Kyle Korver, like Sefolosha, is recovering from offseason surgery but looks to be healthy and ready to start the season.  After finishing last season with one of the best shooting lines in recent memory 49/49/90, Korver will look to continue the streak of success he’s had during his time here in Atlanta.  At 34 years old, Korver’s stroke only seems to be getting better as he’s staved off Father Time at the moment.  Ray Allen became a more efficient player during his twilight years and it looks as if Korver is trying to replicate that.  He’s hands down the best pure three point shooter in the league.  Some might try and make the argument for Steph Curry but from what I’ve seen of the two, the nod goes to Korver if only for this one stat.  The Hawk offense is predicated on ball movement, finding the open man and spreading the floor with shooters.  Korver is a huge piece to that offense and will be counted on heavily to help fill the gap on the wing left by DC’s departure.

Guards

For Hawks’ fans, the emergence of Jeff Teague as a lead guard over the last four years has been nothing short of a beauty to watch.  When Jason Terry left the Hawks for the Mavs back in 2004, that left a gaping hole in the team’s backcourt.  After missing on guys like Speedy Claxton in free agency and with guys like Royal Ivey and Acie Law in the draft, the Hawks finally landed a franchise PG when they took Teague in the first round out of Wake Forest in 2009.  After sitting behind and learning from Mike Bibby for a few years, Teague has taken the reigns of this team over the last five years and become one of the most underrated PG’s in the league.  He’s a solid defensive PG with a quick first step and an innate ability to get to the rim.  He’s the one player on this Hawks’ roster that can get to the cup at will.  The Hawks are more potent when he has the ball in his hands.  He’s a great pick and roll PG and with Al Horford (the best pick and pop center in the league IMO) they are one tough tandem to deal with.

The development of backup PG Dennis Schroder from year one to year two was on full display last season.  He took the proverbial bull by the horns last season and cemented himself as this team’s number two play caller.  He was so good, in fact, that Coach Bud deployed a two PG lineup at times just to keep him on the floor.  He averaged double figure points last season and looked much more comfortable with the pace of the NBA game.  He’s still got a ways to go but Hawks’ fans have to be impressed with the type of growth he showed last season.  Most people don’t realize that he’s still learning the game of basketball.  I did an interview with him before the draft back in 2013 where he divulged that his first love was skate boarding and that he didn’t start playing basketball until middle school.  That is difficult for any position on the court but especially so for the PG position as that player sets up the offense, gets the team into their sets and makes sure that everyone is where they need to be.  A tough task for someone who, at the time he was drafted had been playing the game of basketball for less than 8 years.  I would argue that there isn’t a better 1-2 punch at the PG position in the Eastern Conference.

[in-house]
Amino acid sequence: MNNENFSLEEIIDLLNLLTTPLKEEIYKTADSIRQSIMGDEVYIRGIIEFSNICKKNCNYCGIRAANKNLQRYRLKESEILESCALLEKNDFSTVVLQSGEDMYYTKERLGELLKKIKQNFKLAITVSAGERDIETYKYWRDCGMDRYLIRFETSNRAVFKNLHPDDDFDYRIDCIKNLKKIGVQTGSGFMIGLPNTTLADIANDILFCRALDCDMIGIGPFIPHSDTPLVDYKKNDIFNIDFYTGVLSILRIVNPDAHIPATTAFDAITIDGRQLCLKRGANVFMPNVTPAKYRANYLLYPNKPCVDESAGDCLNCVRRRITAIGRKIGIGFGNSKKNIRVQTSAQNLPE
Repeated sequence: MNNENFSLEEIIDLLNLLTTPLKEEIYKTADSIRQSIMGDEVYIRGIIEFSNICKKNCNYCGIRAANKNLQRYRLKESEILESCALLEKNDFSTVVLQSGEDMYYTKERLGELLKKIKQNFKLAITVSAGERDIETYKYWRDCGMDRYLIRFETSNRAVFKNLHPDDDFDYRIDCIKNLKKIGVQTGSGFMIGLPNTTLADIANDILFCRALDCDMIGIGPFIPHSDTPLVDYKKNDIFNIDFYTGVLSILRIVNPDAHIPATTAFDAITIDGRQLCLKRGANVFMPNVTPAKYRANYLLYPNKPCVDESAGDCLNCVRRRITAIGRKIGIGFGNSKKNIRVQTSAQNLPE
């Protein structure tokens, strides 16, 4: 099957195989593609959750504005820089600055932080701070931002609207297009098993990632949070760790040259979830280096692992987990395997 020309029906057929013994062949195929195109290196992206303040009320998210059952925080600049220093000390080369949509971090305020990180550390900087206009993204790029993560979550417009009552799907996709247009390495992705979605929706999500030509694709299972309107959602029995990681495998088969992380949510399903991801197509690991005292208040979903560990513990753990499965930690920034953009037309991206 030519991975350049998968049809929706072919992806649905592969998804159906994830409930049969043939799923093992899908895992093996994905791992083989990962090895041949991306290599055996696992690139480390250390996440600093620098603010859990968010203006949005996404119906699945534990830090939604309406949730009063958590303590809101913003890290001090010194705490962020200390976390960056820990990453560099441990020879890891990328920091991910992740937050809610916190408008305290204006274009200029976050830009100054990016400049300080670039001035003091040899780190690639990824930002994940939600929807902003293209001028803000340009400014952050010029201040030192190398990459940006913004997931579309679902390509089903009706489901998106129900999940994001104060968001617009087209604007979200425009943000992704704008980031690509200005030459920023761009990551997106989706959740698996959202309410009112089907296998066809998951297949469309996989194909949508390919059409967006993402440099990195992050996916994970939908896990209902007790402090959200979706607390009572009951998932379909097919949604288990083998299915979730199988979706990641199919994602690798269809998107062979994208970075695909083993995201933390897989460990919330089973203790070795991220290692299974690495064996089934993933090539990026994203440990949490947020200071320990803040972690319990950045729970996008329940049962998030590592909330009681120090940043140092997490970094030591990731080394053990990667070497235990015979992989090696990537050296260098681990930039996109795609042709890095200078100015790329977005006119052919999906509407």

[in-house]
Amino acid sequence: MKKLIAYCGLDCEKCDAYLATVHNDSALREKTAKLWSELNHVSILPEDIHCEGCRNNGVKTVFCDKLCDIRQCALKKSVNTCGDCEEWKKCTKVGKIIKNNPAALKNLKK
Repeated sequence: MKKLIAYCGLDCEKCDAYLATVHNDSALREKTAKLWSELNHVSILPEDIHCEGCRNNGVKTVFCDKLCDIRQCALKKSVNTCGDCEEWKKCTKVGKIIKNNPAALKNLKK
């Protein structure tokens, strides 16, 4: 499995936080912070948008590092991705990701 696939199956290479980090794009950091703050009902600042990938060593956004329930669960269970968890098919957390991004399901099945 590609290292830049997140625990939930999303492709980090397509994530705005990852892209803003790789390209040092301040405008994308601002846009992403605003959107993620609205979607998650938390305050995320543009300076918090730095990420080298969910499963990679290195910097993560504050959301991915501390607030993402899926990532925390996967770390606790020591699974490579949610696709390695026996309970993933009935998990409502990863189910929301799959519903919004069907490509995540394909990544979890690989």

Overall

Top to bottom, this Hawks’ team is one of the deepest in recent memory.  As per usual with most Hawks’ teams, there is no “star” player and the team will count on a plethora of different guys on any given night.  They were a few games an an injury or two away from being in the NBA Finals a season ago and they’ve done nothing but improve the roster as a whole since then.  The franchise has the reigning NBA Coach of the Year on the sideline and a team that knows they can compete with anyone.  Jeff Teague, Al Horford and Paul Millsap form a big three that is as dangerous as any trio in the Eastern Conference outside of Cleveland.  The team has new ownership that is behind both the Coach and GM 100% and a rejuvenated fan base that is ready to bring an NBA Championship trophy to Atlanta.  Another 60 win season and a second straight trip to the Conference Finals isn’t out of reach as long as the team remains healthy.  As long as Lebron James resides in Cleveland, the road to the East will likely have to go through the Rock and Roll Capital of the World.  The Hawks understand that and are poised to pick up where they left of last season as one of the Eastern Conference’s best teams.

Follow me on Twitter @CCroweNBADraft